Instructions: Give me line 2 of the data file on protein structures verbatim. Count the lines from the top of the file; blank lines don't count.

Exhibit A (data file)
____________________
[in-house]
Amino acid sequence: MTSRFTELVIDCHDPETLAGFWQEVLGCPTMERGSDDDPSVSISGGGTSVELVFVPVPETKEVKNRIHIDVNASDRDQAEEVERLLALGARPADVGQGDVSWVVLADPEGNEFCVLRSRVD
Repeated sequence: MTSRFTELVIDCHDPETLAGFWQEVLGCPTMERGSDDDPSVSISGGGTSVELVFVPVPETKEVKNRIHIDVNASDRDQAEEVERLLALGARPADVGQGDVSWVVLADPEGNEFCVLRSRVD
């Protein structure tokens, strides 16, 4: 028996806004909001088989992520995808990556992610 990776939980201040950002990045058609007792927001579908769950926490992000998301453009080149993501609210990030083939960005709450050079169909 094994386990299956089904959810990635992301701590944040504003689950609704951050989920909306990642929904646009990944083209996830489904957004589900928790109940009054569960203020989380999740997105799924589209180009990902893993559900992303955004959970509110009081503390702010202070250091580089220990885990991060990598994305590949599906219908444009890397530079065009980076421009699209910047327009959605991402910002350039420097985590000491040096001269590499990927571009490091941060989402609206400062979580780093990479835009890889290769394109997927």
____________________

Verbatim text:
Amino acid sequence: MTSRFTELVIDCHDPETLAGFWQEVLGCPTMERGSDDDPSVSISGGGTSVELVFVPVPETKEVKNRIHIDVNASDRDQAEEVERLLALGARPADVGQGDVSWVVLADPEGNEFCVLRSRVD